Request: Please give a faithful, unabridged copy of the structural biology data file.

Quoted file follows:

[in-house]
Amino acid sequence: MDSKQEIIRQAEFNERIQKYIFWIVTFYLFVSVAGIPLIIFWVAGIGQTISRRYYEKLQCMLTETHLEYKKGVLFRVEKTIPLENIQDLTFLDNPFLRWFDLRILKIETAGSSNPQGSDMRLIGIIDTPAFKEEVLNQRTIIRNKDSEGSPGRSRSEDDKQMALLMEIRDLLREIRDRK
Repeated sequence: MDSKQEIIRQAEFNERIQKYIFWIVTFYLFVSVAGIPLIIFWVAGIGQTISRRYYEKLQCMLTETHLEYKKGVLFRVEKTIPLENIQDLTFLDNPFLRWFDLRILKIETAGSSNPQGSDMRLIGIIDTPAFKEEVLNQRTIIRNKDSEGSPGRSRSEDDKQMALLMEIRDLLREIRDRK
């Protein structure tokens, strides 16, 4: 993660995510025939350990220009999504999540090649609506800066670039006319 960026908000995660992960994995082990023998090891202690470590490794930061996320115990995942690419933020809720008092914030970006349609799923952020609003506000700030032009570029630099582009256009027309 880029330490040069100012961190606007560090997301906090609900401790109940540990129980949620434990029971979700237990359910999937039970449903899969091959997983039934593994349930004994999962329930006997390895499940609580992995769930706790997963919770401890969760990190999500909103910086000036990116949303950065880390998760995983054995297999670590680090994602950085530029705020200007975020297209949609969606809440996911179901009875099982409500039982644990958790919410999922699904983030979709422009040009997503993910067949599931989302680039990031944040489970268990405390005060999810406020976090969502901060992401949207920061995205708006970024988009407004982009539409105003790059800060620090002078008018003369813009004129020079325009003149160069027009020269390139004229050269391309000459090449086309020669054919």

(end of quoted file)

[in-house]
Amino acid sequence: MDSKQEIIRQAEFNERIQKYIFWIVTFYLFVSVAGIPLIIFWVAGIGQTISRRYYEKLQCMLTETHLEYKKGVLFRVEKTIPLENIQDLTFLDNPFLRWFDLRILKIETAGSSNPQGSDMRLIGIIDTPAFKEEVLNQRTIIRNKDSEGSPGRSRSEDDKQMALLMEIRDLLREIRDRK
Repeated sequence: MDSKQEIIRQAEFNERIQKYIFWIVTFYLFVSVAGIPLIIFWVAGIGQTISRRYYEKLQCMLTETHLEYKKGVLFRVEKTIPLENIQDLTFLDNPFLRWFDLRILKIETAGSSNPQGSDMRLIGIIDTPAFKEEVLNQRTIIRNKDSEGSPGRSRSEDDKQMALLMEIRDLLREIRDRK
């Protein structure tokens, strides 16, 4: 993660995510025939350990220009999504999540090649609506800066670039006319 960026908000995660992960994995082990023998090891202690470590490794930061996320115990995942690419933020809720008092914030970006349609799923952020609003506000700030032009570029630099582009256009027309 880029330490040069100012961190606007560090997301906090609900401790109940540990129980949620434990029971979700237990359910999937039970449903899969091959997983039934593994349930004994999962329930006997390895499940609580992995769930706790997963919770401890969760990190999500909103910086000036990116949303950065880390998760995983054995297999670590680090994602950085530029705020200007975020297209949609969606809440996911179901009875099982409500039982644990958790919410999922699904983030979709422009040009997503993910067949599931989302680039990031944040489970268990405390005060999810406020976090969502901060992401949207920061995205708006970024988009407004982009539409105003790059800060620090002078008018003369813009004129020079325009003149160069027009020269390139004229050269391309000459090449086309020669054919």